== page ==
‘True to our hearts’: Japan’s Mako marries Komuro, exits Imperial family
(Update 1: Adds details of press conference, changes headline, complete rewrite)
Tokyo, Oct 26 (EFE).- Japan’s now former princess Mako and her new husband Kei Komuro spoke as newlyweds for the first time on Thursday about the love that unites them and the difficulties surrounding their relationship.
Earlier in the day, Mako civilly married commoner and former university classmate Komuro, both 30, after years of delays, marking her departure from the imperial family.
A spokesman for the Imperial Household Agency confirmed to Efe that the marriage registry documents were delivered to the town hall by an agency official at around 10 am (01:00 GMT), and the niece of Emperor Naruhito was seen off from her imperial family residence in Tokyo by her parents, Crown Prince Fumihito and Crown Princess Kiko, and her sister Princess Kako.
In front of the media at the Grand Arc Hotel Hanzomon in Tokyo, near the Imperial Palace, Mako said that Komuro is “irreplaceable” and that they got married in order to be true to their hearts.
Alongside her, Komuro said that he “would like to build a warm family with Mako. At the same time, I would like to continue to support Mako by doing everything I can.”
Mako added that while they are likely to face some tough times, “we will join forces and move forward together.”
Both took the opportunity to thank the public for the support they have received, and apologized for the controversy surrounding an alleged financial dispute between Komuro’s mother and her ex fiance that sparked criticism and for years delayed the wedding.
The former princess also referred to the complex post-traumatic stress disorder that, according to the Imperial Household Agency, she has suffered as a result of the media scrutiny and the criticism received from some social sectors.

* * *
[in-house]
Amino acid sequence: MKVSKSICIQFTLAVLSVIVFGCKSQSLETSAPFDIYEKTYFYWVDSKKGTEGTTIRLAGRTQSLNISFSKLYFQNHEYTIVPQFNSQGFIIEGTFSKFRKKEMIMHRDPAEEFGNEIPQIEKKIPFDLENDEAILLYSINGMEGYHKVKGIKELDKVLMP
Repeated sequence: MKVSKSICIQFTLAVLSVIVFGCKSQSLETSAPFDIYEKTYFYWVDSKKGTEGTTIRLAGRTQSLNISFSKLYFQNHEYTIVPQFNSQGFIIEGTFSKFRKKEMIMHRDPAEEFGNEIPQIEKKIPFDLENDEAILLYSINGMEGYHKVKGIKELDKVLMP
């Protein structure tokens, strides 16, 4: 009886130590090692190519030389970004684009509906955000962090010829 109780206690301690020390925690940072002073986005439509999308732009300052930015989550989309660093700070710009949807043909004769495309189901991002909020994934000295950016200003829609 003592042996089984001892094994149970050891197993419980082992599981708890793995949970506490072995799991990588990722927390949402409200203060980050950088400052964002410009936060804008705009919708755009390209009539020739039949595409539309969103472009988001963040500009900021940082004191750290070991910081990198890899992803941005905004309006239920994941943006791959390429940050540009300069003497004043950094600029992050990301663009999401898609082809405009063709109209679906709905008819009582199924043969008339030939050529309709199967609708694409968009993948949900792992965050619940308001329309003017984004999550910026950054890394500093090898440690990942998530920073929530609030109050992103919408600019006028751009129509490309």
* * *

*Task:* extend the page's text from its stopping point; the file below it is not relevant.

“I’m not feeling well now, but I’ve managed to survive to this day with the help of those around me. Kei is also worried about my physical condition and supports me,” she said.
Mako also said in written responses to the media that both were “horrified, scared, and saddened by the fact that false information has been taken as fact and that unfounded stories have spread.”
During their appearance, Mako and Komuro read a prepared speech before the cameras, but decided to respond to questions previously submitted by Japanese and international media in writing as some of the issues caused them anxiety, according to the Imperial Household Agency.
Mako is the first woman in the imperial family to have a civil wedding in postwar Japan.
She has also foregone a traditional lump-sum payment of up to 150 million yen ($1.3 million) given to a family member upon their exit from the household.
By marrying a commoner, and as stipulated by the law that governs the Imperial Household, Mako now leaves the family and takes the name Mako Komuro.
The couple is reportedly set to move to New York where Komuro works in a law firm.
The wedding has again highlighted the constraints that affect women in the Japanese Imperial family, in which only men have inheritance rights to the Chrysanthemum Throne and who can marry commoners without losing their status. EFE